Hibbett Sports Downgraded: Stay Out of This Game

Hibbett Sports (HIBB) was downgraded today by TheStreet Quant Ratings, which provides fair and objective information to help you make educated investing decisions. I look at the upgrades and downgrades every day and combine that piece of information with the charts and indicators.

As I have said many times in this space, no one investment approach is 100% perfect, 100% right. Combining approaches can yield better results in the long run, in my opinion.

Let's check the charts and indicators on Hibbett Sports.

In this daily bar chart of HIBB, above, we can see prices have shrunk to around $10 from $45 in November. Ouch. Prices have been below the declining 50-day moving average line since January and the 200-day line turned bearish in February. There is a bearish dead cross of these two averages in early February.

The On-Balance-Volume (OBV) line is easier to read and understand than a volume histogram and the OBV line has been weak the entire time. In the lower panel is a bullish divergence from July to August as momentum makes a higher low when prices make lower lows. Because the trend has been down so long, this small divergence may not deliver much of a rebound.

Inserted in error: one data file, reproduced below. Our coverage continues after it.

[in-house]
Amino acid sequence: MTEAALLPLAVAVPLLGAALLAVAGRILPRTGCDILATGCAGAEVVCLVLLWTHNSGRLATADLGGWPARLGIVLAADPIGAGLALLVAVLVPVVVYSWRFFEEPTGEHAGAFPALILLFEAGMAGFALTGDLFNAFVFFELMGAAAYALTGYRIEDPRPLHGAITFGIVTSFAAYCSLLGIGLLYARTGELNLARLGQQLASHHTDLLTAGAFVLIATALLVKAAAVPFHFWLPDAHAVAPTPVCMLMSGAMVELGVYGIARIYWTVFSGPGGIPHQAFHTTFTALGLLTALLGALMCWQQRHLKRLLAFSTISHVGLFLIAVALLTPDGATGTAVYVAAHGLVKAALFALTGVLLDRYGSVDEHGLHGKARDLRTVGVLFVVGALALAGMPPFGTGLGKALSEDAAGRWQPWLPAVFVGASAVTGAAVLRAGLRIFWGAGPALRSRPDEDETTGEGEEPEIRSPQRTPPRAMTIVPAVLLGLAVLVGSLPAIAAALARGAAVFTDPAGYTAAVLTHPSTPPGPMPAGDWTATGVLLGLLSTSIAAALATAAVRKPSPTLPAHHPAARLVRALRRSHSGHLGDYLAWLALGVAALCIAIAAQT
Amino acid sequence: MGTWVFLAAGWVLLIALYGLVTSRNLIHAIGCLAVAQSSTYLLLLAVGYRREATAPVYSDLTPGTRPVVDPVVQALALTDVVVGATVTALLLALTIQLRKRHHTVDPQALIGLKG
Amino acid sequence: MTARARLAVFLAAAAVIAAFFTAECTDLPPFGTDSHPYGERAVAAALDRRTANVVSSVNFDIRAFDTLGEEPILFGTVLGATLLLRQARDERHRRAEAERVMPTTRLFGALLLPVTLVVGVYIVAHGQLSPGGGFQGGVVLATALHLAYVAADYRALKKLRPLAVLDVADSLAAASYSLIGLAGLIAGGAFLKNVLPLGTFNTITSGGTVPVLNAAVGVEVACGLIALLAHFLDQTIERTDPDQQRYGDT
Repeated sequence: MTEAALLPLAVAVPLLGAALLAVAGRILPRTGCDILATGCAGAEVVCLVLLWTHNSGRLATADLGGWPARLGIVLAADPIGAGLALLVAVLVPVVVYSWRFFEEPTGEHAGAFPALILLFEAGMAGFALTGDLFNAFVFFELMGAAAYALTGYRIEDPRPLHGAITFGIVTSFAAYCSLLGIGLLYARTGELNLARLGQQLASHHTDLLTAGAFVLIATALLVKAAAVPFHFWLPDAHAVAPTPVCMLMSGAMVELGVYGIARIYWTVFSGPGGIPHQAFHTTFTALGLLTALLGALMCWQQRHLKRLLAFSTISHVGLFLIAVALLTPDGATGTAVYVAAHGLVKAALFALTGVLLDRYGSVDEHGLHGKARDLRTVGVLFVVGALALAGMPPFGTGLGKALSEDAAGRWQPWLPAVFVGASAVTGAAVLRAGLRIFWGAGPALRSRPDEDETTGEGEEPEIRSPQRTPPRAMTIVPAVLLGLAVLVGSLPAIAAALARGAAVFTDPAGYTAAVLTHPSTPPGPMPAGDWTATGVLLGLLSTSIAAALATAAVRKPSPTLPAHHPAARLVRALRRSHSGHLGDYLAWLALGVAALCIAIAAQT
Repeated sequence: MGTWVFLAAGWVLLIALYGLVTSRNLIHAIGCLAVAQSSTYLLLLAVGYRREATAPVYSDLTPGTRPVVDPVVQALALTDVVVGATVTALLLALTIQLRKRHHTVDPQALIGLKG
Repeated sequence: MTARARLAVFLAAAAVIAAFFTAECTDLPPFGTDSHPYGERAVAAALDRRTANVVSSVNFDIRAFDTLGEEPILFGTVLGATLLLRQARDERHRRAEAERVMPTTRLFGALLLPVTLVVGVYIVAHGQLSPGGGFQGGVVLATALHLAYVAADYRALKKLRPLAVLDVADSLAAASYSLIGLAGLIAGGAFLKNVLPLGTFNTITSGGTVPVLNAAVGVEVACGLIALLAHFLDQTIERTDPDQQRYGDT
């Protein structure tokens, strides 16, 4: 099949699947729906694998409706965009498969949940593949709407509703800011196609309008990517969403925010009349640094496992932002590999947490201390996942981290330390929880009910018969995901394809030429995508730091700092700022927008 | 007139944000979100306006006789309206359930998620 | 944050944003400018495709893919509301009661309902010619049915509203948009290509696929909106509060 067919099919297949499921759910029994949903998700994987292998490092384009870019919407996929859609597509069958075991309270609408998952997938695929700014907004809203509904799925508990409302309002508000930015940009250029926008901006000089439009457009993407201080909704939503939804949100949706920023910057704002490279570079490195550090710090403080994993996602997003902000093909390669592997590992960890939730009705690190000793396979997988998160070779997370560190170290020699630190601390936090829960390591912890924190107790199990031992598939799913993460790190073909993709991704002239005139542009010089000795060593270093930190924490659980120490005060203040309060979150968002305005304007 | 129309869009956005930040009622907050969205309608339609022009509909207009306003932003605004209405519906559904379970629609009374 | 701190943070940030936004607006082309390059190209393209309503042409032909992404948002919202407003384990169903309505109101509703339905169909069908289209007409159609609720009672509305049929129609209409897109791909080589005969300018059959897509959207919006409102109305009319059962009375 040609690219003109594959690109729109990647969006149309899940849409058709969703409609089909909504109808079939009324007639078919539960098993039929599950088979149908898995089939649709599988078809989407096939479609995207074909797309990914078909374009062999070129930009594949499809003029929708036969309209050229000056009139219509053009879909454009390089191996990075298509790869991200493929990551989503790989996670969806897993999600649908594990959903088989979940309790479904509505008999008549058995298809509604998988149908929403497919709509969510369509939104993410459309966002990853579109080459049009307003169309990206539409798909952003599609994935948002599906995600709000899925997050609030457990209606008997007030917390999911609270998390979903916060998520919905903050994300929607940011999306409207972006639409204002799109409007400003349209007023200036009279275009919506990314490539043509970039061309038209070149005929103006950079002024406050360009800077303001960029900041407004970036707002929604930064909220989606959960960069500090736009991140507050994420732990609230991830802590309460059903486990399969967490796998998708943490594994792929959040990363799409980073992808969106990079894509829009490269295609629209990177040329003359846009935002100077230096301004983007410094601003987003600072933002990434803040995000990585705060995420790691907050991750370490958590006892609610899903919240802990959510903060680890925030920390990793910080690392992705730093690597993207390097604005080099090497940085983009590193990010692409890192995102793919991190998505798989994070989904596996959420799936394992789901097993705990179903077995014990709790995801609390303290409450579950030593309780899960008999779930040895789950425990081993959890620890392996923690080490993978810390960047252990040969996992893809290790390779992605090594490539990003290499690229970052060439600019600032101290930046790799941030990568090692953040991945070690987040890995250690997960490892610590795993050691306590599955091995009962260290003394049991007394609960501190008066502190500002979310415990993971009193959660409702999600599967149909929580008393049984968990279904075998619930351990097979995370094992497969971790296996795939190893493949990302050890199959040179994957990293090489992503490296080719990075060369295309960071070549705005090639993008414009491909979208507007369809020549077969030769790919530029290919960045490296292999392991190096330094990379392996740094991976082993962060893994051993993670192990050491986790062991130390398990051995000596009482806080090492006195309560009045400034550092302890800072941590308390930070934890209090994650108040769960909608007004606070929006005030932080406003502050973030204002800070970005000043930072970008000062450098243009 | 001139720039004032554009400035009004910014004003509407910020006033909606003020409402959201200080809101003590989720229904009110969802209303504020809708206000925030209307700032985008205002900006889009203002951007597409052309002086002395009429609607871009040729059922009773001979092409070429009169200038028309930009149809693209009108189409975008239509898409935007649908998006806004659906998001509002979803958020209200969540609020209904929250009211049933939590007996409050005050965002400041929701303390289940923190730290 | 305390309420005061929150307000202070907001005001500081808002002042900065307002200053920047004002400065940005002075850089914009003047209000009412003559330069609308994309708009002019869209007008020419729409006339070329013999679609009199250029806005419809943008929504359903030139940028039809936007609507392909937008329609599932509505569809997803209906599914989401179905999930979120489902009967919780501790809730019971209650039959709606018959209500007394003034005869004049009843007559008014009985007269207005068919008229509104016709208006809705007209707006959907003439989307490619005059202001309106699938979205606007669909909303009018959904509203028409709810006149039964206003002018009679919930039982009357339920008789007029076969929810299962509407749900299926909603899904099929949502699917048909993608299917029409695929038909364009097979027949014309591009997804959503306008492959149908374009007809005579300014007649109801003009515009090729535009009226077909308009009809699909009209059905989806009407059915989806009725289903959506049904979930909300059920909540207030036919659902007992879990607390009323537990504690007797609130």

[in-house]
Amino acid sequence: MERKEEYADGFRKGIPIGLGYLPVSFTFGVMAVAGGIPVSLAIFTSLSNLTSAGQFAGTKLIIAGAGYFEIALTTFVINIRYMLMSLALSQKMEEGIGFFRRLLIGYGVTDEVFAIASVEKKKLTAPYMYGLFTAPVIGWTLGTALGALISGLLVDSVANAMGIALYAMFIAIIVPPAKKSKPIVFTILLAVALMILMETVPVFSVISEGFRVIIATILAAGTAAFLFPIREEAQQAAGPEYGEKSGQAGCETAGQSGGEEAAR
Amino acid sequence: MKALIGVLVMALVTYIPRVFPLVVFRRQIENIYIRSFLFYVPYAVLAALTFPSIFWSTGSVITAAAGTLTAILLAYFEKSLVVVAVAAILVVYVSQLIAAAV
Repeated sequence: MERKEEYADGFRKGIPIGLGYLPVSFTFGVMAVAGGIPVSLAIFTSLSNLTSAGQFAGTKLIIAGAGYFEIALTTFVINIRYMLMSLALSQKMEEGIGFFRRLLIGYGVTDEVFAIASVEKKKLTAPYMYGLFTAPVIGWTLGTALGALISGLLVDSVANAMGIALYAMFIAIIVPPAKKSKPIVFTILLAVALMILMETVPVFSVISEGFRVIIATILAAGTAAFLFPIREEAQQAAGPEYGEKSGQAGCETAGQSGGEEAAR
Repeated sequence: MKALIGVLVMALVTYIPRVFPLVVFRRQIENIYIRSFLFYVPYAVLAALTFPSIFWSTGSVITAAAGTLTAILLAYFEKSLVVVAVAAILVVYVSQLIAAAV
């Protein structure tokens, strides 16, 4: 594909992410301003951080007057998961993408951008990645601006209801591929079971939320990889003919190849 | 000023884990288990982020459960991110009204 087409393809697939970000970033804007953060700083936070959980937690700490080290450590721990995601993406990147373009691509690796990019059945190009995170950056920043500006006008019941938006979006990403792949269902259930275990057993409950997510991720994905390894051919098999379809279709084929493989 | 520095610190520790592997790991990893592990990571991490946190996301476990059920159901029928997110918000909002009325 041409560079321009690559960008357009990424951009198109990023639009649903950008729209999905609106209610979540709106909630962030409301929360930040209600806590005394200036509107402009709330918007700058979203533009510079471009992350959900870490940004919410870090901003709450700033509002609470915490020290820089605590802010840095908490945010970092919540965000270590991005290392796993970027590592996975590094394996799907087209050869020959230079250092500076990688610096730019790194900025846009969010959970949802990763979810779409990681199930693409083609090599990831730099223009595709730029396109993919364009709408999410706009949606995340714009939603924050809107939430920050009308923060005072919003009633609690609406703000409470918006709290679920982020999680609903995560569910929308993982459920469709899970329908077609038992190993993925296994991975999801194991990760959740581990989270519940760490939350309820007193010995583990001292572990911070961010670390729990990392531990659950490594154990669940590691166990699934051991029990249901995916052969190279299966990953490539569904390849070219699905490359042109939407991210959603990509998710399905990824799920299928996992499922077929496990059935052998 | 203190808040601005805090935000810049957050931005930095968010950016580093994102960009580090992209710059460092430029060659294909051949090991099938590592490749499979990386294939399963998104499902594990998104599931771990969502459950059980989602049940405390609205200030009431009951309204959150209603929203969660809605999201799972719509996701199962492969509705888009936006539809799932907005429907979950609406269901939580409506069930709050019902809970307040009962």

In this weekly chart of HIBB, above, we can see a top pattern in 2012 to 2014 above $50. Prices peaked in early 2014 and are retesting the lows of 2008. No support around. Prices are below the declining 40-week moving average line. The weekly OBV line has been declining since early 2014 and tells us that sellers of HIBB have been more aggressive for years. The momentum study shows prices are extended on the downside, but that is not a reason to buy it.

Bottom line: Prices are low and may be cheap, but the short-term and long-term trends are down. I would look for HIBB to trade between $15 on the upside (nearby resistance) and $5 on the downside with a downward bias.

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However, please note that our Quant Ratings service assesses stocks using a proprietary computer model that runs a variety of factors through quantitative and technical analysis. Ratings do not necessarily reflect the opinions of Jim Cramer or other columnists, who may use different criteria to grade stocks. 

This column originally appeared at 12:55 p.m. ET today on Real Money, our premium site for active traders. Click here to get great columns like this from Bruce Kamich, Jim Cramer and other writers even earlier in the trading day.

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